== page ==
To investigate the anaerobic digestion process, parameters such as process stability, methane production, and organic matter removal efficiency are usually measured. In anaerobic digestion, pH is a crucial factor and can serve as the index of anaerobic digestion performance. Process stability is mainly controlled by several parameters, including pH and concentration of intermediate products (volatile fatty acids (VFAs) and ammonia (ammonium-N)) [6, 7]. Substrate compositions are essential to achieve a sustainable process. A meager C/N ratio leads to high ammonia levels and thus stops methane production [2, 8]. While the C/N ratio is less than 20, a disbalance occurs between the carbon and nitrogen required by the microbial population. This disbalance leads to the release of nitrogen (ammonia) during digestion, which can be an inhibitory factor for metanogenic bacteria, resulting in the accumulation of VFAs in the reactor [9, 10]. Another factor that reduces methane production is the unavailability of sufficient substrate for microorganisms, caused by the large particle size or hard cell wall [2]. An alternative approach to overcome these problems is the use of anaerobic co-digestion. The advantages of anaerobic co-digestion include the following [3, 11, 12]:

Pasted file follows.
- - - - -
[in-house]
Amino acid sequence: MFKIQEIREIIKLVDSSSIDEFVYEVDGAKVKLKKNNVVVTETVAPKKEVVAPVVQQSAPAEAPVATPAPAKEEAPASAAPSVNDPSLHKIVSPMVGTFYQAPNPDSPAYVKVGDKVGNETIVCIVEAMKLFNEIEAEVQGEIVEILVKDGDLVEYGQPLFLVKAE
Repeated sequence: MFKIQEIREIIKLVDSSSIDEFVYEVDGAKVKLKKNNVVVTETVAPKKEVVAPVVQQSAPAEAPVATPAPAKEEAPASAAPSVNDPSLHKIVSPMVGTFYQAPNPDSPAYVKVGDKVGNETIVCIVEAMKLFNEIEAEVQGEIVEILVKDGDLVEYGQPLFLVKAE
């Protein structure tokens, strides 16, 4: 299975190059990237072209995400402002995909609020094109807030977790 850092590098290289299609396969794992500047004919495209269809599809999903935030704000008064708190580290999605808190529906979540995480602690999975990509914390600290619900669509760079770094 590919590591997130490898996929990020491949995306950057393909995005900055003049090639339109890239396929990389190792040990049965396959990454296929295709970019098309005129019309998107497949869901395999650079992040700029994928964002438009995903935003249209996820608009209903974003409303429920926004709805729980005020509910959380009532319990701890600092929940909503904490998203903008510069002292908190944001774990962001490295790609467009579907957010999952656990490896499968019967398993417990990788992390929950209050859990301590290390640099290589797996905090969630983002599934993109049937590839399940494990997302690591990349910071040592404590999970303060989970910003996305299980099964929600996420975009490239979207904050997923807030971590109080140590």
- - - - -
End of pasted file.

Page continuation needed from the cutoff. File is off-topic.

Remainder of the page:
• C/N ratio correction

• Compensation of the rare nutrients for microorganisms

• Reducing the potential of toxic substances

• Stimulation of synergistic effects on microorganisms

Recent investigations have shown that anaerobic co-digestion of sludge with algae increases methane production.[13, 14] Mahdy, Mendez [15] by anaerobic co-digestion of the primary sludge (75% COD) and Chlorella Vulgaris microalgae (25% COD), increased the efficiency of microalgae methane production by 17% compared to the theoretical value.
Anaerobic co-digestion of Chlorella sp. and activated sludge residue mixture modified the reduction of volatile solids, which increased the efficiency of hydrolysis and microalgae biogas efficiency by 10% [16]. Similarly, anaerobic co-digestion of the Chlorella sp. and sewage sludge (63% VS) mixture with Scenedesmus sp. (37% VS) increased methane production by 23% compared to the mono-digestion of sewage sludge [8].
It seems, reuse of digested materials of composed microalgae and sewage sludge from anaerobic co-digestion in agriculture to be a promising method to reach zero waste production in the systems of microalgae-based wastewater treatment [17]. Digested materials of anaerobic co-digestion are high in organic matter, organic carbon, and organic nitrogen which can be reused as a modifier of soil physicochemical or biological properties in agriculture, they also have a high potential to use as a fertilizer for plants due to their essential minerals [17, 18]. Digested materials are rich in ammoniacal nitrogen, which is readily existing for plants, and are also rich in other nutrients such as phosphorus and potassium [17, 19].
The highest amount of produced methane by the process of anaerobic co-digestion of sludge, algae, and carbon-rich materials was reported between 190–270 mlCH4/g VS. The maximum methane production by algae is reported between 140–270 mlCH4/g VS, which is similar to the amount of methane production in the case of sludge [20]. The amount of methane produced depends on the type of the algae for digestion and the operational conditions of the digester.